What does being good with money ACTUALLY mean?
We asked some experts in values-based money for their personal take. Here’s what they said.
Amanda Young, head of responsible investment, Standard Life Investments: “For me, it is about having the power to direct your money to areas that are aligned to your personal values, know that by doing so you are financing organisations that have the ability to deliver positive environmental and social benefits and solutions to the world and society.”
Andrew Hagger, moneycomms founder and a good-with-money.com expert: “Being good with money isn’t all about getting the very best interest rate at any cost. Securing the cheapest loan or highest investment return may put extra cash in your pocket today but if we adopt this blinkered strategy on a wider it scale will cause irreparable damage to our planet and none of us will be a winner in the longer term.”
Anna Laycock, chief strategist, Finance Innovation Lab: “Being good with money starts by realising that money can be good. There’s no natural law that says finance has to exploit people and planet. And there’s no reason why finance has to be left to the ‘experts’. We can take back control and invest in things that build a better future for everyone.”
Bruce Davis, founder and joint managing director, Abundance: “In the past, being good with money meant giving it away as absolution for its accumulation. At Abundance, we believe that being good with money does not exclude making a good return on your investment. We call it ‘win win investing’ which means no longer having to compromise your values for your financial goals or vice versa.”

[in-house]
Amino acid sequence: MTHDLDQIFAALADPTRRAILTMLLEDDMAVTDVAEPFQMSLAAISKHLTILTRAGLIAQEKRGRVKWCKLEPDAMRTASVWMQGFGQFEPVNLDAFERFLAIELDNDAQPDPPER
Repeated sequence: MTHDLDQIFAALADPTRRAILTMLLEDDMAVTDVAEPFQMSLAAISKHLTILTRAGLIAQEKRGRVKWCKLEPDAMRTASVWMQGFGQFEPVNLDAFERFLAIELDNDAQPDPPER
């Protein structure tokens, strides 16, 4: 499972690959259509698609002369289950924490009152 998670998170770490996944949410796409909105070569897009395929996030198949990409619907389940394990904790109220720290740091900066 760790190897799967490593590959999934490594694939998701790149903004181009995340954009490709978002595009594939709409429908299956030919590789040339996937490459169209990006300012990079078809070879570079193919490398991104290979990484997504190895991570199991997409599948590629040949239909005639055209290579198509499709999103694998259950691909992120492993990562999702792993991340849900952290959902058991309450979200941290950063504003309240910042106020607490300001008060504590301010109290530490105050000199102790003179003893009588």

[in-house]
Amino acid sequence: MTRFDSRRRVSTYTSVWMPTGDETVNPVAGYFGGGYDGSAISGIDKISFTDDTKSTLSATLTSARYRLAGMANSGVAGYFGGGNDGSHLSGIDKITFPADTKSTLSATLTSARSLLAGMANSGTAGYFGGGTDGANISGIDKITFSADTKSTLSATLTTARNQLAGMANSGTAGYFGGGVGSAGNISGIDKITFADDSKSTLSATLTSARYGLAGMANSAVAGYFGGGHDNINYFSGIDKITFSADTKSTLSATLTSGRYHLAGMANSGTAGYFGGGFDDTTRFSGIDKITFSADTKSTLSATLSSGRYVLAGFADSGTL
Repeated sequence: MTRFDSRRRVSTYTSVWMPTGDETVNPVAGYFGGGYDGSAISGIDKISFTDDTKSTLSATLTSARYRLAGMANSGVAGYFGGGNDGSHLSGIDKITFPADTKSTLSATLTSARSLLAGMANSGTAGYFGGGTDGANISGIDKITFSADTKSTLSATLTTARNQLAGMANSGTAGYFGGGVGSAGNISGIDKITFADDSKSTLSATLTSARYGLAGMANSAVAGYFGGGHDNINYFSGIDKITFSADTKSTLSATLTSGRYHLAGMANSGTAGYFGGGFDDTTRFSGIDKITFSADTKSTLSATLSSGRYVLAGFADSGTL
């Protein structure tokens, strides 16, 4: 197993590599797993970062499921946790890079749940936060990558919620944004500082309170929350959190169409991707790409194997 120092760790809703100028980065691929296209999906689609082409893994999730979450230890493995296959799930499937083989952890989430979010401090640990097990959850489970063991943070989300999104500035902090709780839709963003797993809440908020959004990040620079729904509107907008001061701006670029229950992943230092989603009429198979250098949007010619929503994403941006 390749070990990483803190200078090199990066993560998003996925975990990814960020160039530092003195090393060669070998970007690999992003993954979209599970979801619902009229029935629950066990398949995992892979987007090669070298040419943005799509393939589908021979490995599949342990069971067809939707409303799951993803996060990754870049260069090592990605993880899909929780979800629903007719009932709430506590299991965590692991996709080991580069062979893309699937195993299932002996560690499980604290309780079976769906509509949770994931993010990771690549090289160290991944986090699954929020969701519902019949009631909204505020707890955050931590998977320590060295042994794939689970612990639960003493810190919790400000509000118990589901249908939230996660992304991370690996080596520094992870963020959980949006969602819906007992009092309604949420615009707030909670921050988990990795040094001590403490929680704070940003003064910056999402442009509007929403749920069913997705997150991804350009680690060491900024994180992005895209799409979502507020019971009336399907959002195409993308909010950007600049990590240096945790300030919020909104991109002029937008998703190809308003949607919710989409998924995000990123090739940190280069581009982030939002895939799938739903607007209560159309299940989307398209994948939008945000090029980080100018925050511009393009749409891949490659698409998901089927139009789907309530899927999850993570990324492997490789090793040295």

Charles Middleton, managing director, Triodos Bank: “Being good with money is all about taking a conscious approach to what you do with it, being aware of the impact it’s having and making sure that’s OK with you. Your money is one of the most powerful tools you have to make a difference to the world; make sure you’re using it as a force for good.”
Jamie Hartzell, chair, Ethex: “Money is like a teenager – it never does what you say and makes a habit of getting into trouble. Being good with money is hard work – it means doing all you can to stay in touch with your money and making sure that it is behaving well.”
Patrick Crawford, chief executive, Charity Bank: “The power to use finance to create a better society and to make money work for both your personal needs and for the good of others exists. We’re a bank that believes that banking should always work for good, which is why we use the money deposited in our savings accounts to support charities and social enterprises. It’s why charitable foundations and trusts and social purpose organisations invest in us. It’s why more people are choosing to save with and borrow from us.”
John Ditchfield, partner at Castlefield, the ethical IFA: “Money is a very powerful thing and the collective decisions we all make about saving and investing all have a huge impact on the world around us. It simply means being a little more aware of how our financial decisions come to have real-world consequences.”